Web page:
The national priority program “Spin Caloric Transport” (SpinCaT) funded by the German Research Foundation (DFG) was established to investigate ways to generate magnetic currents using differences in temperature and analyze their prospective future use to save energy in nanoelectronics.
Dr Timo Kuschel together with the PhD student Panagiota Bougiatioti and Dr Oliver Reimer (from right to left). (Image credit: Bielefeld University)
The Faculty of Physics of the
Bielefeld University worked on seven projects in the program, which was launched in 2011 and has been successfully completed now. Dr Timo Kuschel and Professor Dr Günter Reiss and their research group realized further advancements in three projects.
Each electron has its own angular momentum, and it turns on its own axis. In physics, this property is known by the technical term “spin.” The electron spins make electrons function as magnets. Yet, the most unique fact is that even while maintaining their position, by not moving, electrons have the ability to pass on their spin to adjacent electrons. This process, which is similar to a chain reaction, where a spin is magnetically passed on as information is known as the spin current. It can be produced using differences in temperature at two ends of an electronic component. In contrast to the normal electricity, the benefit of spin current is that it does not generate any additional heat, thus saving more energy.
A major portion of the heat produced by electronic machines, such as computers, goes unused. In fact, a considerable amount of energy is usually required to cool the machines. A research team led by the Bielefeld physicists Dr Timo Kuschel and Professor Dr Günter Reiss used the DFG priority program SpinCaT to investigate ways to generate, manipulate, and detect spin currents.
This will enable us to use wasted heat for new types of data storage along with other computer components based on spin current and thereby help to save energy.
Dr Timo Kuschel
In collaboration with national and international universities, Dr Timo Kuschel, Dr Oliver Reimer, and the PhD student Panagiota Bougiatioti recently realized three advancements in fundamental research on spin caloritronics.
Confirmation of Spin Currents
Kuschel stated that confirming whether a spin current is generated in a particular material is not simple. “
In some materials, it cannot be shown unequivocally, because other effects such as classical thermoelectric effects are automatically detected as well.” At present, Panagiota Bougiatioti, the Bielefeld PhD student, has successfully devised a technique for such materials, filtering out and isolating parasitic effects from the effect that generates the spin current. This allows researchers to determine unambiguously if a spin current is generated in a particular material. The project team also included scientists from Osnabrück University and the European Synchrotron Radiation Facility (ESRF) in Grenoble. The outcomes of the study have been reported in the Physical Review Letters journal.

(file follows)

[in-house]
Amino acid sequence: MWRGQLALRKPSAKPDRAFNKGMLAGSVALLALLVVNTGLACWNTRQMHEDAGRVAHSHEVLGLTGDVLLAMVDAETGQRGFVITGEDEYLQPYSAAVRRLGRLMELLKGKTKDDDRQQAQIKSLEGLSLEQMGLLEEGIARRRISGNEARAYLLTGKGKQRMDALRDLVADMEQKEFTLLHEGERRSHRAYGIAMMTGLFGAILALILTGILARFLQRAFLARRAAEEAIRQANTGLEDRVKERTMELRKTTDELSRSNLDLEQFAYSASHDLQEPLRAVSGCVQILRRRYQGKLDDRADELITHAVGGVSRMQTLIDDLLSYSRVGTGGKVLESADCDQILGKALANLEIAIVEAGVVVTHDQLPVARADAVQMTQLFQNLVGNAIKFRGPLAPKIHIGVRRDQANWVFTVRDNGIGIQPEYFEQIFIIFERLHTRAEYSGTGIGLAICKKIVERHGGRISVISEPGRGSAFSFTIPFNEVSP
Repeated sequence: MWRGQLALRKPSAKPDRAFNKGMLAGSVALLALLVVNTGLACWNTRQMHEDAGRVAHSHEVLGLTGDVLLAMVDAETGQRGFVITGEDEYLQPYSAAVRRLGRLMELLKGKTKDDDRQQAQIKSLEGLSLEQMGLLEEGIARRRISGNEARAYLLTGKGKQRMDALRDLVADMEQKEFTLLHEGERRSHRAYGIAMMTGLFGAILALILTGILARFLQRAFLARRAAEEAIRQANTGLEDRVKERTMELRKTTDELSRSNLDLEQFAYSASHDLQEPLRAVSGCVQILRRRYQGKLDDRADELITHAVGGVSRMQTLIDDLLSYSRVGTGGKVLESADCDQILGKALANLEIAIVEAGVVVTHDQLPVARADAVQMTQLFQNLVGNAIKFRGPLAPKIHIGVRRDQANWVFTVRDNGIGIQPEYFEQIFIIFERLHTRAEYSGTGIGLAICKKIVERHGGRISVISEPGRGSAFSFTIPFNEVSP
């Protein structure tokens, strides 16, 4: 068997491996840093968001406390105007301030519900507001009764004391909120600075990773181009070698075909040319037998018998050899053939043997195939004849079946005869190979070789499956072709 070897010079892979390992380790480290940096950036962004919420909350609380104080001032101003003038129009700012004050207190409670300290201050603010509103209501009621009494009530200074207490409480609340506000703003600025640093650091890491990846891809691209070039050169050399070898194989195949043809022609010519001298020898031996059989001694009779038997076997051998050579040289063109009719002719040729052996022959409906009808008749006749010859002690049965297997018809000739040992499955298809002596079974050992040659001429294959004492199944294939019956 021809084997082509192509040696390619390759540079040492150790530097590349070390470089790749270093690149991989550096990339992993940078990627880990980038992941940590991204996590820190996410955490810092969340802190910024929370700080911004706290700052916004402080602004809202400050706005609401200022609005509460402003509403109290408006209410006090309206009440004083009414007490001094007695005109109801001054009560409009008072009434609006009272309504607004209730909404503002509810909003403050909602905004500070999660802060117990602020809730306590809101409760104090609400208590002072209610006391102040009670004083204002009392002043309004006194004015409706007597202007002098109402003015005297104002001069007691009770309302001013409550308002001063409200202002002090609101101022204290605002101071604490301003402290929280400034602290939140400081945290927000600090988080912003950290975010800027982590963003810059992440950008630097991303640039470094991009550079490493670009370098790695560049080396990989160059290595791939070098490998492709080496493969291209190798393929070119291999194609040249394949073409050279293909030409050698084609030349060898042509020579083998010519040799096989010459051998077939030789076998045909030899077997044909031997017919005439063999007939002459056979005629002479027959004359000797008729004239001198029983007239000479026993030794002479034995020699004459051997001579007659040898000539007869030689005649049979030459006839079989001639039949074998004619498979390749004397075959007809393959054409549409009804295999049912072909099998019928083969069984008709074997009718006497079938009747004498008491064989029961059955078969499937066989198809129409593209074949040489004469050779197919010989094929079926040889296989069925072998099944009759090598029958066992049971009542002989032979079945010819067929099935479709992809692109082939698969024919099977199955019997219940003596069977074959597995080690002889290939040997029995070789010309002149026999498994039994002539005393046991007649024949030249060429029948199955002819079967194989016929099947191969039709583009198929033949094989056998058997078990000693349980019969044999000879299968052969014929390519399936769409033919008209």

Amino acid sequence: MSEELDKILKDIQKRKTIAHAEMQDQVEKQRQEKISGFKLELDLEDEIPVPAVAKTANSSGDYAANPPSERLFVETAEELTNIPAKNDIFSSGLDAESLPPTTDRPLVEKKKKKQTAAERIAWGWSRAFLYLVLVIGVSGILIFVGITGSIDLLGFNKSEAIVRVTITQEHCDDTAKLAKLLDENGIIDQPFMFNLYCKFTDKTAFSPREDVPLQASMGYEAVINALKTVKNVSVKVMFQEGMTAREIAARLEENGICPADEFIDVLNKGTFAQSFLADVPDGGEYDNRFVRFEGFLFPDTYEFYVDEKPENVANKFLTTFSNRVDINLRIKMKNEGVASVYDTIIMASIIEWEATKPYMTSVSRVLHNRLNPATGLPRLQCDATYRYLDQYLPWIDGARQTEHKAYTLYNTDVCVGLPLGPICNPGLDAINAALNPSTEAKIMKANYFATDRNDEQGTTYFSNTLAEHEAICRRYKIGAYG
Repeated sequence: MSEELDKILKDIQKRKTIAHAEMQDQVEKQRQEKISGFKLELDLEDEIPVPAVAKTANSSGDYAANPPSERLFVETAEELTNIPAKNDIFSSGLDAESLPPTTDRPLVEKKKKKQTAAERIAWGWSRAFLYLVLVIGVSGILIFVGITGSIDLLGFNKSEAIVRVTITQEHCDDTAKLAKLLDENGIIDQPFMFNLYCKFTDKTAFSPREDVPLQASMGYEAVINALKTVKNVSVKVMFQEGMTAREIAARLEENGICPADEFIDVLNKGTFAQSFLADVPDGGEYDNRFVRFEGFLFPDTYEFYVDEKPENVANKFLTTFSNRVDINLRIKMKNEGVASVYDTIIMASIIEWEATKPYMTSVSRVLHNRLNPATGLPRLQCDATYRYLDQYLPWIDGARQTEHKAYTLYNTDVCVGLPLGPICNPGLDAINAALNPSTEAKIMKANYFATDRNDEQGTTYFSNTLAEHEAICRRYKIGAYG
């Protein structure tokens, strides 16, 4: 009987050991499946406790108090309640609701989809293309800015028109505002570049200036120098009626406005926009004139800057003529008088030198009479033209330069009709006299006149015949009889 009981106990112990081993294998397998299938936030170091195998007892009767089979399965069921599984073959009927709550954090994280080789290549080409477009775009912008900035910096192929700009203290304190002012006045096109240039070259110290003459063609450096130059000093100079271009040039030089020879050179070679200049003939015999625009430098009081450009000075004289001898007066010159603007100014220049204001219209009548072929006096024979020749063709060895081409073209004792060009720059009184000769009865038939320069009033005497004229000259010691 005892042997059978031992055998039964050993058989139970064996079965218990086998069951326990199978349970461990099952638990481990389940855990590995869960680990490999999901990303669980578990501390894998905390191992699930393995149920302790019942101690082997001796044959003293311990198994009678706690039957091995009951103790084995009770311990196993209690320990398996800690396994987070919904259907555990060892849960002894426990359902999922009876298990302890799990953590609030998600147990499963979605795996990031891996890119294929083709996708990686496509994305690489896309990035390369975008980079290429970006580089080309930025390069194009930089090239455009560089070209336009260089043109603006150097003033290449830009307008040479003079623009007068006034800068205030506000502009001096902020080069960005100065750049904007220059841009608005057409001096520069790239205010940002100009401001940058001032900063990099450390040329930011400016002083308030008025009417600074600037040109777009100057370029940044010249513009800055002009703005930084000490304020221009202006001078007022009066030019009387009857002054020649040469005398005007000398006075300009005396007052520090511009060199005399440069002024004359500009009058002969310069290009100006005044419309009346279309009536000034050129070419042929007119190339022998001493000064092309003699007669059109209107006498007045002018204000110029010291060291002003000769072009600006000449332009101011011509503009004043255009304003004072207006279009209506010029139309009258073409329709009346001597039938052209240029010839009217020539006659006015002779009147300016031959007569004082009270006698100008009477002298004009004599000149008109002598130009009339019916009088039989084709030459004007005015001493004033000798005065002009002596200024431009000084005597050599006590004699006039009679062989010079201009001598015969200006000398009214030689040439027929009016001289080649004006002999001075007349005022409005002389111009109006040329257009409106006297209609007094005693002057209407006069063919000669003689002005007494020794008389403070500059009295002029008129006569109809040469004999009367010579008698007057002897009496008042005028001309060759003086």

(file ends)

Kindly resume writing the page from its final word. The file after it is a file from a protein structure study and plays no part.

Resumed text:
Spin Current in Space
Spin current shifts along the path of a difference in temperature: for instance, a magnetic signal is transmitted from hot to cold. Dr Oliver Reimer, who obtained his doctorate from Bielefeld University’s Faculty of Physics, was successful in developing an innovative system with the ability to produce differences in temperature on a small scale of length and in particular spatial directions. This enabled spin currents to be induced, which vary spatially in a material — earlier, this was feasible in only one direction — and to investigate innovative types of effect that are based on the direction taken by a spin current. The Bielefeld project team performed this study in collaboration with the University of Regensburg. Reimer has presented the outcomes of the project as the first author in the
Nature journal Scientific Reports.
Spin Current in Time
In another project, Dr Timo Kuschel worked with Dr Johannes Kimling from the University of Illinois in the United States and used very short timescales to evaluate the time taken for a spin current to occur. With the assistance of sophisticated laser technology, the researchers constantly repeated their experiment while changing the time between the generation and the occurrence of a spin current: what is the time span of the spin current after 1, 10, or 25 picoseconds? The paper by the international project team has been published in the
Physical Review Letters journal.
Dr Timo Kuschel and Professor D. Günter Reiss are looking forward to continuing their study in the field of spin caloritronics, “
This field has already exerted a strong influence on basic research, but is still in its infancy when it comes to applications. Therefore, the next step will be to transfer basic knowledge in physics to technical applications.”
In 2008, researchers at Tohoku University in Japan established the foundation for studies in spin caloritronics. In the initial funding period of the priority program, the Bielefeld research group organized by the physicists Professor Dr Günter Reiss, Dr Timo Kuschel, Privatdozent (senior lecturer) Dr Andy Thomas, and Dr Jan-Michael Schmalhorst performed three projects on material and measurement problems in the thermal generation of spin currents. In 2014, the Faculty of Physics of Bielefeld University extended its contribution in the DFG program and was granted 800,000 euros for four projects. For the studies in the SpinCaT projects, researchers at Bielefeld collaborated with a number of work groups, including ones from Munich, Braunschweig, Greifswald, Alabama (United States), and Sendai (Japan).